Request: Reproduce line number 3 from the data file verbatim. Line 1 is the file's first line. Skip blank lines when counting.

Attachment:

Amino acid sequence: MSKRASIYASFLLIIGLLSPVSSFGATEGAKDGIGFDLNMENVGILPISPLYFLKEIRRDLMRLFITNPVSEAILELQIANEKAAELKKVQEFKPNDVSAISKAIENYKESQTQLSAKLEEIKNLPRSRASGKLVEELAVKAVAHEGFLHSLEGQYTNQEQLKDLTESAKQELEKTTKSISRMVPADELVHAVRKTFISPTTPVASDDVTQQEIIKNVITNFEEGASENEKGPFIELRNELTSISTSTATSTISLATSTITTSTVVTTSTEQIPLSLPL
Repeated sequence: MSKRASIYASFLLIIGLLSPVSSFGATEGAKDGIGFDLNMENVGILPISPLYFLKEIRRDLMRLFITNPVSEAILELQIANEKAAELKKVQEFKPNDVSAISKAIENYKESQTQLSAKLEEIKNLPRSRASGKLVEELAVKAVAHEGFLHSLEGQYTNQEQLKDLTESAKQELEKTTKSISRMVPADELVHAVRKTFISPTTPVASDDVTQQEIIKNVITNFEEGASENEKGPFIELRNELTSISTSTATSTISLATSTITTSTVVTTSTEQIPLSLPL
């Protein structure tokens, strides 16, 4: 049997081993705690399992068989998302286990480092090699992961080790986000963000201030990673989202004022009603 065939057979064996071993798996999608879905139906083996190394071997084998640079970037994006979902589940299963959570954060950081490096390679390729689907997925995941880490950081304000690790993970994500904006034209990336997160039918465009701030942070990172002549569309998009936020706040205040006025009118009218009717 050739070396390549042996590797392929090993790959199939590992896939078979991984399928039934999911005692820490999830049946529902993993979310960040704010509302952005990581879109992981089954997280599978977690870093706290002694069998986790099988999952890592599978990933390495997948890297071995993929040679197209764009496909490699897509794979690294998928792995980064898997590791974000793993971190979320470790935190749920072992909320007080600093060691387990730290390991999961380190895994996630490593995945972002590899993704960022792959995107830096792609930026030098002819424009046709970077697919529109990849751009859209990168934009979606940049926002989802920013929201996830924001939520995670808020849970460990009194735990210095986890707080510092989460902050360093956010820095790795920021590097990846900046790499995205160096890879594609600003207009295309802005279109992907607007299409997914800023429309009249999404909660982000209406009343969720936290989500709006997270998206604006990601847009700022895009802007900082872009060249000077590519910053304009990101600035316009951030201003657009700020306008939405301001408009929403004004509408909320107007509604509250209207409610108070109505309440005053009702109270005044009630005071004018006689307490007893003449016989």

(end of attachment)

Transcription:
């Protein structure tokens, strides 16, 4: 049997081993705690399992068989998302286990480092090699992961080790986000963000201030990673989202004022009603 065939057979064996071993798996999608879905139906083996190394071997084998640079970037994006979902589940299963959570954060950081490096390679390729689907997925995941880490950081304000690790993970994500904006034209990336997160039918465009701030942070990172002549569309998009936020706040205040006025009118009218009717 050739070396390549042996590797392929090993790959199939590992896939078979991984399928039934999911005692820490999830049946529902993993979310960040704010509302952005990581879109992981089954997280599978977690870093706290002694069998986790099988999952890592599978990933390495997948890297071995993929040679197209764009496909490699897509794979690294998928792995980064898997590791974000793993971190979320470790935190749920072992909320007080600093060691387990730290390991999961380190895994996630490593995945972002590899993704960022792959995107830096792609930026030098002819424009046709970077697919529109990849751009859209990168934009979606940049926002989802920013929201996830924001939520995670808020849970460990009194735990210095986890707080510092989460902050360093956010820095790795920021590097990846900046790499995205160096890879594609600003207009295309802005279109992907607007299409997914800023429309009249999404909660982000209406009343969720936290989500709006997270998206604006990601847009700022895009802007900082872009060249000077590519910053304009990101600035316009951030201003657009700020306008939405301001408009929403004004509408909320107007509604509250209207409610108070109505309440005053009702109270005044009630005071004018006689307490007893003449016989």